Interview with the Inventor: Ira Stahl Tells Us About His K9 CarFence
We dog lovers are known to go to all kinds of lengths for our pooches. But one enthusiastic inventor might have us all beat. Ira Stahl is an electrician by trade and an inventor at heart. He’s also the protective papa of two Pomeranian-Poodle mixes, Peanut and Bear. “They’re my children,” Stahl says. The pair can usually be found riding shotgun as Stahl drives around for his electrical contracting business.
So you can imagine how Stahl panicked one day when he was forced to stop suddenly and his boys ended up on the floor. He was especially worried about Peanut, who injured his leg after jumping off a deck to chase a squirrel. The boys were fine. But as inventors are prone to do, Stahl got to thinking.
Stahl considered some of the canine restraint products already on the market. There are lots, especially as more pet owners learn that not restraining dogs while driving isn’t just dangerous, but also illegal in some states. In New Jersey, naughty pet owners can be fined up to $1,000. Ouch.
Peanut and Bear are active little co-pilots, so Stahl went looking for something that was safe but still allowed them to move around and enjoy the ride. Nothing he found was quite right.
So off to his garage the inventor went. “I came up with this netting system,” he says. “I used cargo netting and pipes and bungee cords -- anything I had in the garage. And I put it together and I noticed it worked.”
After testing and retesting the contraption, Stahl said he found that the netting absorbed the energy if the car came to a sudden stop. One neighbor who stopped by and saw the first prototype wondered if his pal had gone a little nuts. But he shouldn’t have worried. Stahl has been inventing since he was about 12.
He has a long list of inventions, mostly to make things easier for himself or his business. He’s patented three inventions, including a wire dispenser he sold to a lighting guy in Connecticut and a hands-free hedge clipper he says “was just a little before its time.”
And three and a half years after creating that garage prototype, he now has a new invention: The K9 CarFence.
The fence, which adjusts to keep dogs from jumping out of it, can accommodate small dogs up to 35 pounds. It uses straps that snap to the front headrest, the visor, and seat. It can be used in the front or back seats.
Stahl is proud of his invention, which he’s working to get safety certified. But he also admits that the fence is not for every car or every dog. You should consider your dog’s size, breed, and disposition before buying any restraint.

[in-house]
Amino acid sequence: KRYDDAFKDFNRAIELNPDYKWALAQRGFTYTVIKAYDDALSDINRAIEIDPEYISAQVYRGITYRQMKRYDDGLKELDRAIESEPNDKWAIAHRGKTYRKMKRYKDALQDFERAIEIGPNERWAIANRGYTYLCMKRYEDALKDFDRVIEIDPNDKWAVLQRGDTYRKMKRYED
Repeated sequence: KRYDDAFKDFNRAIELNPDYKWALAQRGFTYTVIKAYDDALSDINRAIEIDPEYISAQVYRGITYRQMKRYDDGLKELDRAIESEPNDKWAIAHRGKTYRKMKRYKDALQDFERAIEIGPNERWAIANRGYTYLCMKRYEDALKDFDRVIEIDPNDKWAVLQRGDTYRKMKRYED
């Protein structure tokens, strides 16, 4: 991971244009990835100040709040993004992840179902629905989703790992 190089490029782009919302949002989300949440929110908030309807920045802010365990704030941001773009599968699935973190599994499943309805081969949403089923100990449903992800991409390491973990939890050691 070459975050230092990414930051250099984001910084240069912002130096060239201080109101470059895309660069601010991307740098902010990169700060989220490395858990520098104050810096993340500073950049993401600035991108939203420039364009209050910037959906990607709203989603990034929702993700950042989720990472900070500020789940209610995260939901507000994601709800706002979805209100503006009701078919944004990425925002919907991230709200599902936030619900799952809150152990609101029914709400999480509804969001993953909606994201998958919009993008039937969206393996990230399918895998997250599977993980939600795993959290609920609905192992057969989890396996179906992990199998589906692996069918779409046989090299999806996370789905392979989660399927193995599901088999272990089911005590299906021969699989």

For now, the K9 CarFence isn’t for large dogs, although Stahl is working on a version for big boys like my two Goldens. And while Stahl prefers to give his dogs some legroom, others might feel more comfortable having their dogs harnessed or crated.
At $99, the fence is more expensive than a lot of harnesses. But so far, his clients are sold. Linda Evancich, who divides her time between Philadelphia and New Jersey, where the restraint law is in place, said she’s tried several different harnesses to keep her two Malteses safe. But she usually ends up having to pull over to untangle them or readjust the restraint.
“So far, I’ve used this since June,” she says. “There’s not one thing that I would change. It literally takes a minute to set up and another minute to unhook and take it down. For my guys, it’s perfect.”
And there’s a bonus: “It’s great for groceries or your handbag. It keeps everything on your seat and off the floor.”
Mike Rae, who runs Dog Talk Training & Care for Dogs and Puppies in Lafayette Hill, PA, is equally enthusiastic about the K9 CarFence. He uses it all the time when he’s out on dog walking duties. “I would definitely recommend it to my clients,” he says. “So far, it’s worked out great.”
Stahl says he’d love it if his invention took off and was widely available. But the dog lover says the primary reason for inventing the K9 CarFence was to keep dogs safe.
“It’s really frustrating when I talk to someone and they say they would rather have their dogs on their laps when they’re driving,” he says. “I didn’t get it either until that incident in the car with Peanut. If you’re going to put a seat belt on yourself and your kids, why not keep your next loves safe too?"
How do you restrain your dogs in the car? Have you found a safety product you love? We’d love to hear what’s working (or not) for you and your pooch. Please share your experiences in the comments.